Consider active management to earn income

By Staff | May 27, 2015 | Last updated on May 27, 2015
3 min read

The search for yield could benefit from active management, says an expert panel that presented at the 6th annual Exchange Traded Forum.

The panel featured Derek Brown, vice-president and senior portfolio manager at Fiera Capital and Fiona Wilson, portfolio manager at Guardian Capital. Jaime Purvis of Horizons ETFs moderated. Brown spoke about fixed income, while Wilson delved into dividend stocks.

Deputy editor Melissa Shin live tweeted the event. Below is a sampling, and you can check out the rest of the tweets here.

Live tweets from 6th Annual Exchange Traded Forum

Brown: alpha comes from interest rate management, risk allocation and security selection (also look at balance sheets and credit risk) ‪@advisorca ‪@RadiusFE

Brown: for high yield, 55% of his analysis is risk analysis.

Brown: high yield has displayed negative correlation to interest rates over the past 20 years. Historically, it has outperformed other asset classes.

Brown: are interest rates going up because the economy is overheating? If so, that’s good news for corporate balance sheets ‪@advisorca

High yield has outperformed equities on a risk-adjusted basis over the past 20 years. And, they’re largely liquid, says Brown.

The Sharpe ratio for BB bonds is 1.05. For Canadian government bonds, the ratio is 1.01. Are high-yield bonds that bad?

CCC bonds: 50% went bankrupt in 2008, says Brown.

When you buy passive bond ETFs, you’re often buying the most indebted companies, not necessarily the best. Brown is overweight BBBs.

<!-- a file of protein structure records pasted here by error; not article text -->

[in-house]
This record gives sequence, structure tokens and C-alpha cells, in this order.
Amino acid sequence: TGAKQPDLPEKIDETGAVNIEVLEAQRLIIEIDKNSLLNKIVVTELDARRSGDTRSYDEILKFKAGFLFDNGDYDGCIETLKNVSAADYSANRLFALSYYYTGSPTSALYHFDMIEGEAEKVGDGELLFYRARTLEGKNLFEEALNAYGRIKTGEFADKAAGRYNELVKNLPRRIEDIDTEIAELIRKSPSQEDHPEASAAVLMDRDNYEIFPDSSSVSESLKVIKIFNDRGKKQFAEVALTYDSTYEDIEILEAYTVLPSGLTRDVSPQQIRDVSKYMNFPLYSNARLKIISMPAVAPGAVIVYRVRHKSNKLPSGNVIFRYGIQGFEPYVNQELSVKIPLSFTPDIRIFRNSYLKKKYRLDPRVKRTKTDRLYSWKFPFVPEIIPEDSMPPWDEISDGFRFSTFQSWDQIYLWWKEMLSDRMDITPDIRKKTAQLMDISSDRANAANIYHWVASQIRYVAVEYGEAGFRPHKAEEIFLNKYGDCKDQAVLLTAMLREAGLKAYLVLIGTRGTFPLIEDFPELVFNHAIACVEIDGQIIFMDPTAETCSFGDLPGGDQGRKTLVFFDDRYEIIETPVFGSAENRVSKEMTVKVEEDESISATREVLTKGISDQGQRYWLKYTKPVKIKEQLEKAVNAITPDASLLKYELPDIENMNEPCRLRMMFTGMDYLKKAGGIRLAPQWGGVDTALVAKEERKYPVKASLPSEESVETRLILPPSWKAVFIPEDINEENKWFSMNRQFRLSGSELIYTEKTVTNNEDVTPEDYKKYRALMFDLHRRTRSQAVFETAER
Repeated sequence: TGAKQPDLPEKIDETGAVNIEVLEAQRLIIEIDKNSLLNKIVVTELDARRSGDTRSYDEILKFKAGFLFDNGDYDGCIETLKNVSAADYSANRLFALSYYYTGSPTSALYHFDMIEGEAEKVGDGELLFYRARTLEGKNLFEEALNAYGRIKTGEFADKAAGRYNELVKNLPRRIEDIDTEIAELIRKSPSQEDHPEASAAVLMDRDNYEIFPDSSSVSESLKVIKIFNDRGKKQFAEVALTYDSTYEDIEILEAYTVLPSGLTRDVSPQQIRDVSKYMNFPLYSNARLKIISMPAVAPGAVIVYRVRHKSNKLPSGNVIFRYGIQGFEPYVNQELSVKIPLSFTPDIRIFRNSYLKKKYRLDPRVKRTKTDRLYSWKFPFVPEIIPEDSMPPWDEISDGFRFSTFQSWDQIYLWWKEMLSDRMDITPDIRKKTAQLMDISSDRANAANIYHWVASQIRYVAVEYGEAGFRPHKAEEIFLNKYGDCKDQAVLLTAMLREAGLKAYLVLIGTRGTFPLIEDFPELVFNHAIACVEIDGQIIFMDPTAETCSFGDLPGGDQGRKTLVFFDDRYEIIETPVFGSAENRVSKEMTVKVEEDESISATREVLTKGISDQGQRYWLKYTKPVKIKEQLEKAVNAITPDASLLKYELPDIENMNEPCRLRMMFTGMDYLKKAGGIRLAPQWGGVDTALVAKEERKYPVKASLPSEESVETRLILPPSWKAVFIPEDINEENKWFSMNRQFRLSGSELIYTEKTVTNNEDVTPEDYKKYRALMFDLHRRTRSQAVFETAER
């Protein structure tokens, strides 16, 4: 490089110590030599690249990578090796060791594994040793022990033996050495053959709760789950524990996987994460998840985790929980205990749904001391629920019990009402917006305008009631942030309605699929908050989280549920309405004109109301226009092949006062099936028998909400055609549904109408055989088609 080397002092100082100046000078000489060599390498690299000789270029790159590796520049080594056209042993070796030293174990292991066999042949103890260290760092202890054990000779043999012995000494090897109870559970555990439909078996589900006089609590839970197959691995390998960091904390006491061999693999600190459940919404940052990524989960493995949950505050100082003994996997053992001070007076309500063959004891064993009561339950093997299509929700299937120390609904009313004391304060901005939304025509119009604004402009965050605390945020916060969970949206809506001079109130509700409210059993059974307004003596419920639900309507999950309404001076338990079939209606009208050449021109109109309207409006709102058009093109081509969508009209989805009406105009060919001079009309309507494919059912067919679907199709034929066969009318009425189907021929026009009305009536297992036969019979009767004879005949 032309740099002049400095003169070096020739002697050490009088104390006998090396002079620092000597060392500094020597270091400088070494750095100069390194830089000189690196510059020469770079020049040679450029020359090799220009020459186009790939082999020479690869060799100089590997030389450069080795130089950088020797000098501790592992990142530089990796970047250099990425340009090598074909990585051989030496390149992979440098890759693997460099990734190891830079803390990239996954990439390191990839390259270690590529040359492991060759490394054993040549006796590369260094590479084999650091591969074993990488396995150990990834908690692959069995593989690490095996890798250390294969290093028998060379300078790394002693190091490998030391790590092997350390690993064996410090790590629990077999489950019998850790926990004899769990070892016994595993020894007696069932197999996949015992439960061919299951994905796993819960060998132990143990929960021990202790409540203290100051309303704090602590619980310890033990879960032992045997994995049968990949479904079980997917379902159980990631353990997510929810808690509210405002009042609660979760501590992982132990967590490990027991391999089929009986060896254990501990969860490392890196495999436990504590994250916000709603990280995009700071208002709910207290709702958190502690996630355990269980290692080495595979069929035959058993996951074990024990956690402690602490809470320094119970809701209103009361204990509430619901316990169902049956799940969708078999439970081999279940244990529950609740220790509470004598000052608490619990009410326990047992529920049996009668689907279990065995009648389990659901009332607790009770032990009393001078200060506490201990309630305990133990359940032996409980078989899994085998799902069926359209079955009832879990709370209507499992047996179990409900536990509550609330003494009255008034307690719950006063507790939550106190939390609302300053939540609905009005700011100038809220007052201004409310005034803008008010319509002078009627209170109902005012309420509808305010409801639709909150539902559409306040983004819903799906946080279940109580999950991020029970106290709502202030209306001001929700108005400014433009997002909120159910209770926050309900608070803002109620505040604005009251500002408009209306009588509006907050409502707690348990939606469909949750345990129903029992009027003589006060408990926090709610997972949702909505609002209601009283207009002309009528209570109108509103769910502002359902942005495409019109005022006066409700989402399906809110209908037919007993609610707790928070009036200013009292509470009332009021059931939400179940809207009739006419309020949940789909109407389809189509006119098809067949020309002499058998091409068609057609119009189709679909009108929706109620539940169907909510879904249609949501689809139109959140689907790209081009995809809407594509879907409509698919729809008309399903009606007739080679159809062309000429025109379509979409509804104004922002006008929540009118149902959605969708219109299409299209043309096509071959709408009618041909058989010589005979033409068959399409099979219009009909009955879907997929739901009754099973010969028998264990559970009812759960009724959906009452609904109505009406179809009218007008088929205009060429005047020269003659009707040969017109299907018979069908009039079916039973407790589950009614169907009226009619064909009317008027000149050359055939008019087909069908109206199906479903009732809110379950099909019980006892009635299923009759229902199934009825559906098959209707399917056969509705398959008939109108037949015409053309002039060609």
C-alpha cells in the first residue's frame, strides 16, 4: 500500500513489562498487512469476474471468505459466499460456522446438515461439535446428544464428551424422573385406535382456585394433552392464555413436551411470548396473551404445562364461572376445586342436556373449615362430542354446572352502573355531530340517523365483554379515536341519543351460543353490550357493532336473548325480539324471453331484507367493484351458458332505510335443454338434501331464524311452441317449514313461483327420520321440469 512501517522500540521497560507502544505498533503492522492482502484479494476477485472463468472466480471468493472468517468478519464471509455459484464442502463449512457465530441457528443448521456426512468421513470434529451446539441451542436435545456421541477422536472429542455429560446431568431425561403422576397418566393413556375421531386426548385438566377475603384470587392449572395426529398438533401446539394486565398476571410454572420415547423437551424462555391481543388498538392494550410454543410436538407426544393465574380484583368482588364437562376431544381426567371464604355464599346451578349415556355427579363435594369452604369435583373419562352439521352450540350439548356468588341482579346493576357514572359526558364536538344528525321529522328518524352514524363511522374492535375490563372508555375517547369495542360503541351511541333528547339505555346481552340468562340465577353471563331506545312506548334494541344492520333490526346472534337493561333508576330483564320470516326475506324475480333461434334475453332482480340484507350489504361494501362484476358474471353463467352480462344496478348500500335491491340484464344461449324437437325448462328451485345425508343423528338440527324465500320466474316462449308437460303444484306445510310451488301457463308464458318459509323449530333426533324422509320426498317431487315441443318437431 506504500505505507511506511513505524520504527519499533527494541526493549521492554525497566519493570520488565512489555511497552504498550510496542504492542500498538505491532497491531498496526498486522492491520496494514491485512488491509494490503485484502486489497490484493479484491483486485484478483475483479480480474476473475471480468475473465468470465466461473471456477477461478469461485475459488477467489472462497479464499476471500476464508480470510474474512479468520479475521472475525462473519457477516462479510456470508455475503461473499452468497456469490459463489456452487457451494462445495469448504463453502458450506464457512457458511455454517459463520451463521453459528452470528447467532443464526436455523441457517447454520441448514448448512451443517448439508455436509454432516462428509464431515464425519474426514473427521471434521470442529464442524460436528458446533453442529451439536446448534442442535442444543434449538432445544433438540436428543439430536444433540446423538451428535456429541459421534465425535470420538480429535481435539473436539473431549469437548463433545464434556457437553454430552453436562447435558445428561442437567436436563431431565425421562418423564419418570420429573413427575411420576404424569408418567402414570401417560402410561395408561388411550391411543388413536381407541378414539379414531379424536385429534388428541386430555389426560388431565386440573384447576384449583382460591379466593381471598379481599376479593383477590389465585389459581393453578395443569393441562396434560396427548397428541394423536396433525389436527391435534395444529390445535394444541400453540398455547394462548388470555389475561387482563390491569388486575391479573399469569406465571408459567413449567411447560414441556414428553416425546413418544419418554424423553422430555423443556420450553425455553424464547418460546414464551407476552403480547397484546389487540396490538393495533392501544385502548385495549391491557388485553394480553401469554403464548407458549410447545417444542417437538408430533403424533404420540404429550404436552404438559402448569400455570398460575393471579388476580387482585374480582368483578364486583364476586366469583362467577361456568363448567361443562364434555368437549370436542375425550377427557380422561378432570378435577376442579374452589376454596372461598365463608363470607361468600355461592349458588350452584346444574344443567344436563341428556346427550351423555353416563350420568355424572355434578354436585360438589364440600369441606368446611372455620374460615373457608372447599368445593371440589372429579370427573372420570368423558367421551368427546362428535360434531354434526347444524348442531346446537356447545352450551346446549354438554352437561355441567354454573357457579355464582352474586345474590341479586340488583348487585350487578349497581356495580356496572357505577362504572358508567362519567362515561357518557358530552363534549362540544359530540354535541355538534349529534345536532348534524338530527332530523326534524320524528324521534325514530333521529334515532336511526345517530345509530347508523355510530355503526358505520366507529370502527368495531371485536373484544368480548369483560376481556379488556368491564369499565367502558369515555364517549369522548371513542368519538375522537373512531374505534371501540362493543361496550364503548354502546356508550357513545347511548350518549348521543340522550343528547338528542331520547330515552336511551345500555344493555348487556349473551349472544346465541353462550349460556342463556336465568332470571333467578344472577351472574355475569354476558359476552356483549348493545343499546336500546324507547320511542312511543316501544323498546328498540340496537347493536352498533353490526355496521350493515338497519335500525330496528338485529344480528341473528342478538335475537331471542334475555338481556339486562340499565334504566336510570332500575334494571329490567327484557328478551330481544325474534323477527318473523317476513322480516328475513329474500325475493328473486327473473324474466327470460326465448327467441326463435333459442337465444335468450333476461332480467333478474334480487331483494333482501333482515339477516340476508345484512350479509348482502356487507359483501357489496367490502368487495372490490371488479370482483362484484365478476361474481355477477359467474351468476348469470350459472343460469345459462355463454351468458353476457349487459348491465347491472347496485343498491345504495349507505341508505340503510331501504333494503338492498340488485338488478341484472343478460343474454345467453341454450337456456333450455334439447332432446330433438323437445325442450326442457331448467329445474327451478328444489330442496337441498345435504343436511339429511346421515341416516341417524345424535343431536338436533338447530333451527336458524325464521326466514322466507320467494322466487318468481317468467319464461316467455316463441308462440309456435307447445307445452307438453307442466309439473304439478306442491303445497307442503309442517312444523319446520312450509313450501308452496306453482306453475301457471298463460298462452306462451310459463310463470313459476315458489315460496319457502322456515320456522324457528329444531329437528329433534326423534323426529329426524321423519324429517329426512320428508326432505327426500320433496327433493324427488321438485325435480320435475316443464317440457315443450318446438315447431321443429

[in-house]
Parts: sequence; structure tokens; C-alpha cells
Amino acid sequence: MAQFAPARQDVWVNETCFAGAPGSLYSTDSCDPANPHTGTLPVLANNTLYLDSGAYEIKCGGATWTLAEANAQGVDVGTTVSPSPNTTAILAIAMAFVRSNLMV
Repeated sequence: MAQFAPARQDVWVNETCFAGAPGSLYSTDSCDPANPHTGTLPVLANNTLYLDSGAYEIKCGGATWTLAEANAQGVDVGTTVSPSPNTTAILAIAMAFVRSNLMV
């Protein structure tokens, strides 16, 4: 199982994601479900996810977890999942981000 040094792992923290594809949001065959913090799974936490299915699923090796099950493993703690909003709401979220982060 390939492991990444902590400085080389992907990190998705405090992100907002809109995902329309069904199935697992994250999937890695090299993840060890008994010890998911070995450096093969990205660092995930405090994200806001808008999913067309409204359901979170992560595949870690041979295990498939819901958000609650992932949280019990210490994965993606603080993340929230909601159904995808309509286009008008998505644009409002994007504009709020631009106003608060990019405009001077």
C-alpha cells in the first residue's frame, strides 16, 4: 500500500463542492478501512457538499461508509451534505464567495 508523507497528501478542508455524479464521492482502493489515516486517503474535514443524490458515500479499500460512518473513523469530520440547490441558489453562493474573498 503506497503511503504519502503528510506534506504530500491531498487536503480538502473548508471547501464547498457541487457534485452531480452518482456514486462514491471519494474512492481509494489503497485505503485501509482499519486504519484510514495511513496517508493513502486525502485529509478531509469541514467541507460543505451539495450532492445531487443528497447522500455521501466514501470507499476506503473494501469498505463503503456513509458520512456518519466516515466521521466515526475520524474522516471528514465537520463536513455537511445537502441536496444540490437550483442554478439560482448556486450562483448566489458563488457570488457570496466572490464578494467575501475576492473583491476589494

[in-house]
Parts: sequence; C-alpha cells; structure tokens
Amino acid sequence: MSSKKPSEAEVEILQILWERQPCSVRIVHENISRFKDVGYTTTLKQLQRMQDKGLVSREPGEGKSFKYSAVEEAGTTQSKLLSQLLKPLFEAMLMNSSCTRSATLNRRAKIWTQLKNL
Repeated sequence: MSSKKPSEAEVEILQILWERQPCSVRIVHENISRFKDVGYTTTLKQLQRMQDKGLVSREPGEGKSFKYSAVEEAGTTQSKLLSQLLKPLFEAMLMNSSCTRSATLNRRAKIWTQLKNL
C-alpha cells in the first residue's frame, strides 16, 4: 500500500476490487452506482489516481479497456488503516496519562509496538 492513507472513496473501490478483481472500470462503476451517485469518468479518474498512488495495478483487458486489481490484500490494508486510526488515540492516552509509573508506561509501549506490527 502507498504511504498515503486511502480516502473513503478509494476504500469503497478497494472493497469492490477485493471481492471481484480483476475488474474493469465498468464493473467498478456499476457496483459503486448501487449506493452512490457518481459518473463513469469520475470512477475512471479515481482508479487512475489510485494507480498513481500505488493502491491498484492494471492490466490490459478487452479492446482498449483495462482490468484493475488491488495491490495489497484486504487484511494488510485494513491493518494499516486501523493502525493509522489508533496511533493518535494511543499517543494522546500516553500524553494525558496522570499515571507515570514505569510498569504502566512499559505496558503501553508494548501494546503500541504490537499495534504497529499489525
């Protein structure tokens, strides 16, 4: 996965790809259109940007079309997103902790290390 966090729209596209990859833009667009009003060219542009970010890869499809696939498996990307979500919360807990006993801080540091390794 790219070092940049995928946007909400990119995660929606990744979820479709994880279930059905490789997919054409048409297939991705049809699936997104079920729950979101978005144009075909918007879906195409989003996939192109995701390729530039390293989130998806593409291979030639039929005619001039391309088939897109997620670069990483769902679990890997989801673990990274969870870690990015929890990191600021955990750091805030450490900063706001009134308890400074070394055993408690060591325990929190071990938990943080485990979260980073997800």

Wilson: In 2011, dividends were the strongest performing factor in the market.

Wilson: Plus, globalization means country dispersion has decreased, so country diversification doesn’t work as much.

Wilson: we are top down sector diversified, everything else bottom up. Buy the best companies regardless of their domicile. Dividend growth is very important.

Wilson: highest return has come from dividend growers. Lowest from dividend cutters. Avoid volatility in dividend yields, since there is so much volatility in equities anyway

Wilson says to look at the rate of change in fundamentals to compare companies across currencies, sectors, etc. She looks for dividend payers and growers. Growers include McDonald’s and Nestle.

Wilson: quality hasn’t worked as a factor for awhile, but it’s coming back. Poor companies are borrowing at rates they never dreamed of. So balance sheet analysis going to be become more important. And, active management will be more important for finding dividend yields.

Quality is more defensive, which will help when volatility rises. What was defensive in past will not be in future in a rising rate environment (e.g., REITs, beta 0.67)

Tech firms are the new dividend-payers. They’re paying executives with stocks that get dividends, so incentive to pay dividends.

Purvis asked Brown and Wilson to talk about two names, with Brown speaking from a fixed income perspective, and Wilson from an equity perspective.

Q: talk about TD. Wilson: it’s one of our largest banks in Canadian mandate. Brown: 90% of its earnings come from retail. As debtholder we like that stability.

Q: talk about HSBC. A. Brown: it’s a stable, diversified bank with high tier-1 ratios. We own their BBB. Paying 5%, 4.5 years. It’s essentially a preferred share. Wilson: it’s a hold in our model. We have owned, but do not own now on equity side.

Brown: most BBB bonds in Canada trade less often than U.S. BBBs. I’d rather own a bond that is BB because it’s more liquid. Liquidity is most mispriced factor in the market.

Q. What is your best-performing mandate over last 10 years? A. Brown: High yield. Wilson: since 2007, my global mandate has earned 300 bps of alpha over MSCI World with a lower Sharpe ratio. staff


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